By Eden Pearl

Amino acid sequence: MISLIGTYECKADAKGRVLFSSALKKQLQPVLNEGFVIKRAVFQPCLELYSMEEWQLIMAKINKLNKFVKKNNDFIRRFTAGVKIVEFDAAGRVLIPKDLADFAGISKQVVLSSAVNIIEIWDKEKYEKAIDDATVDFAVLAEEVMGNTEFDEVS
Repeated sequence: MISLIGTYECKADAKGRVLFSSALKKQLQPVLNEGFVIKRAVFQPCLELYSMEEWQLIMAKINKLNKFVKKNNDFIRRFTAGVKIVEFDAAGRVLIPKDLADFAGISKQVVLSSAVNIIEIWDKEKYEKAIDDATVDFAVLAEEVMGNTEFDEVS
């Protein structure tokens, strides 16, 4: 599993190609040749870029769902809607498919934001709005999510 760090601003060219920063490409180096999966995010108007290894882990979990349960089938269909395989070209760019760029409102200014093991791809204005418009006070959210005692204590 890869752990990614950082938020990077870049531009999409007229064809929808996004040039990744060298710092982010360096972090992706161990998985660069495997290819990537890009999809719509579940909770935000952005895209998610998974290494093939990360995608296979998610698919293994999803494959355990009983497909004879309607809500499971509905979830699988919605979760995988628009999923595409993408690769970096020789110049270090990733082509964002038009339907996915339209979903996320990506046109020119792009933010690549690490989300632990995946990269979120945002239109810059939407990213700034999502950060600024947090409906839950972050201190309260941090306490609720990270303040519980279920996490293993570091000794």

When I was younger, living in California, I spent much of my time outside. The house was built in the 60s, and the people we rented it from were former astronauts. There was a rock I remember loving: it was a huge rose quartz, and I threw it at the concrete to break it into pieces to share with my friends. I almost kind of wish I hadn’t. There were all kinds of plants. We had a lemon tree. My mother would juice fresh lemons we’d picked from our own tree, and that made the lemonade taste even better. There was a bush of these furry, red flowers, a bush of birds of paradise (which I never quite took a liking to, but they were there, in front of the room with the red carpet), bluebells, a giant rosebush outside my parents window, and a gorgeously massive oak tree I spent many hours climbing. I remember that every time I climbed it, to increase my grip, I would rub my hands against a rough part of the tree. I was never tall enough to climb up without a chair first. We had these white chairs with blue netting. The chair I put under the tree to climb was always shaky, because the ground was uneven. It felt risky, standing up the thin white armrests, but it was good. The branches reached out & made a nest for me, and I’d make eye contact with my neighbor’s dog over the fence, and he would bark at me. It was my tree. I went up there alone, and I’d sit for hours and just think. Sometimes I’d bring a book with me. Sometimes I wouldn’t. The tree was somewhere I had to go, not just a part of the environment. It was alone, old, and strong, and that’s what I wanted to be able to be.